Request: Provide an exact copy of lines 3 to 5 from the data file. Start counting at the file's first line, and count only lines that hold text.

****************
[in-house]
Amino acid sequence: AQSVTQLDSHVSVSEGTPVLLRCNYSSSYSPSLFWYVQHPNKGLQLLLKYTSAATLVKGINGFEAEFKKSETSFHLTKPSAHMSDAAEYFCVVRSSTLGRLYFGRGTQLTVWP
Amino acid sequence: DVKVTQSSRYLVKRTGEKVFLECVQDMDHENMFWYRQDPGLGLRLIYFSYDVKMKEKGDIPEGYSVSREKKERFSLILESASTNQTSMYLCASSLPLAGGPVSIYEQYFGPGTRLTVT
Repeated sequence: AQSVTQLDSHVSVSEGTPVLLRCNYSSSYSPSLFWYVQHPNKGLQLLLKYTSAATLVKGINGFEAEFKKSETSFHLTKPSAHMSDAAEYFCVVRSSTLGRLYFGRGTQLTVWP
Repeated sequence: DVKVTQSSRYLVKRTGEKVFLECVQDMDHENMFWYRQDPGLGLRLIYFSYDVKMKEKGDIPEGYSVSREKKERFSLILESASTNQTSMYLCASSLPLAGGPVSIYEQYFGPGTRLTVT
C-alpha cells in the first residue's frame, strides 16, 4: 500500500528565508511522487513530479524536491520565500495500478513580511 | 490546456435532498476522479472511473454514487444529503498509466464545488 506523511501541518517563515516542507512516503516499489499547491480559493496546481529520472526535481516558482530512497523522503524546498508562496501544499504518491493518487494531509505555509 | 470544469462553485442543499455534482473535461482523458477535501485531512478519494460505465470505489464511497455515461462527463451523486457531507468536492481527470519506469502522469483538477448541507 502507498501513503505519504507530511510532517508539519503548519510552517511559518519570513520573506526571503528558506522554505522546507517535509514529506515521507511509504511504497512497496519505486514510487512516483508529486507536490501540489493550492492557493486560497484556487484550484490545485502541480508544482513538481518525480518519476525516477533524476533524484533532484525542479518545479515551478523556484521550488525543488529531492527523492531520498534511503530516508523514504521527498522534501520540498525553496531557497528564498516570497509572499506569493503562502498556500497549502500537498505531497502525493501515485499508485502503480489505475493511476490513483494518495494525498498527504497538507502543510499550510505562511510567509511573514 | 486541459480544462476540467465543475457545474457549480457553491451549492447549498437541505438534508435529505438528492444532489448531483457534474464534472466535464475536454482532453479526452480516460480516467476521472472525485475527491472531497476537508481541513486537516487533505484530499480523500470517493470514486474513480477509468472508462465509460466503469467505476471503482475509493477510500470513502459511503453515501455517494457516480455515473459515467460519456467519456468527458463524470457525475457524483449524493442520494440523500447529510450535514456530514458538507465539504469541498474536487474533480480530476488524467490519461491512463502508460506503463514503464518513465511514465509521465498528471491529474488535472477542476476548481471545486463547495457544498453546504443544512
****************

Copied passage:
Amino acid sequence: DVKVTQSSRYLVKRTGEKVFLECVQDMDHENMFWYRQDPGLGLRLIYFSYDVKMKEKGDIPEGYSVSREKKERFSLILESASTNQTSMYLCASSLPLAGGPVSIYEQYFGPGTRLTVT
Repeated sequence: AQSVTQLDSHVSVSEGTPVLLRCNYSSSYSPSLFWYVQHPNKGLQLLLKYTSAATLVKGINGFEAEFKKSETSFHLTKPSAHMSDAAEYFCVVRSSTLGRLYFGRGTQLTVWP
Repeated sequence: DVKVTQSSRYLVKRTGEKVFLECVQDMDHENMFWYRQDPGLGLRLIYFSYDVKMKEKGDIPEGYSVSREKKERFSLILESASTNQTSMYLCASSLPLAGGPVSIYEQYFGPGTRLTVT